If you missed this great yarn from NPR’s national treasure Robert Krulwich, you missed a real treat. Here’s the salt of it: Brilliant scientists custom-engineer a human trachea…but their efforts to use it to help a desperate patient in Spain are almost foiled by Neanderthal airport security types who say the bottle containing the trachea is over the 100 milliliter limit and can’t be brought on a plane. (Oops, now that it looks like Neanderthals may have created ancient cave paintings, I may be insulting them by comparing them with certain airport guards.) All ends well — the scientists hire a small private jet — if expensively.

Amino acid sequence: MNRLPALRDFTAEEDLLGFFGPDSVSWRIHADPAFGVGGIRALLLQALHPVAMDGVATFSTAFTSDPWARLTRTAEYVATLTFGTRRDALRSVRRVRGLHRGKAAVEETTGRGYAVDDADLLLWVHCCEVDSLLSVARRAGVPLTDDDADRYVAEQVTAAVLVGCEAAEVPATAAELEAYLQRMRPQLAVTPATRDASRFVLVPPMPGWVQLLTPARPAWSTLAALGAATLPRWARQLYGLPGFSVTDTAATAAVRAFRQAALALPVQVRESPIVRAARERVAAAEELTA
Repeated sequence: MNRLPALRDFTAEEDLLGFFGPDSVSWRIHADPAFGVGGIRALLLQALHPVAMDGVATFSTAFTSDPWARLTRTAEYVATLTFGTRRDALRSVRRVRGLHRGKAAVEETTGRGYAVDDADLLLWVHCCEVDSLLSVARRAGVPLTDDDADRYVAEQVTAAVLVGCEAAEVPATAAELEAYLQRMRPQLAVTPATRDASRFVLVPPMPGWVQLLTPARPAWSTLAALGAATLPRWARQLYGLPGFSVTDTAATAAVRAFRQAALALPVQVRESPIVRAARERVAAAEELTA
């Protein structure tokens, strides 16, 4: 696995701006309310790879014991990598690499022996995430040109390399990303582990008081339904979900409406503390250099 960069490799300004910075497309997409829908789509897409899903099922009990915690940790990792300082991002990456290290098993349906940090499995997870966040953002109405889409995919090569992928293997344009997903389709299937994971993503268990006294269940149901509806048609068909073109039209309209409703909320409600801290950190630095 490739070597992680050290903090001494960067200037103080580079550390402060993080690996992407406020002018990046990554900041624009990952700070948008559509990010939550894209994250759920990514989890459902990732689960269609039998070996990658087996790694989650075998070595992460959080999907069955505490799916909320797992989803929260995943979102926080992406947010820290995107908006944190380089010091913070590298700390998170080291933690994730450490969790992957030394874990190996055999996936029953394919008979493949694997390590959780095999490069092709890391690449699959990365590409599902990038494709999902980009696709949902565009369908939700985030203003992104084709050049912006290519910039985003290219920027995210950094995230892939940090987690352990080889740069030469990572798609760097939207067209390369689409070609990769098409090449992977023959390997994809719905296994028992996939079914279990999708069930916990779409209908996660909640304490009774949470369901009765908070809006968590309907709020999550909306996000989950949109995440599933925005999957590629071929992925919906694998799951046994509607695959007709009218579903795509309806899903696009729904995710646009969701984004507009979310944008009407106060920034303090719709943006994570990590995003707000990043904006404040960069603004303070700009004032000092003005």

Here’s a choice chunk, including our local angle:
Now comes the We’ve Never Done This Before part: The trachea was then “dipped” into a bath of Claudia’s cells, to see if they would attach.
A company in America, Harvard Bioscience Inc., of Holliston, Mass., makes a shoebox-sized “bioreactor” for just this purpose. It looks like a rotisserie for barbecuing chickens. Continue reading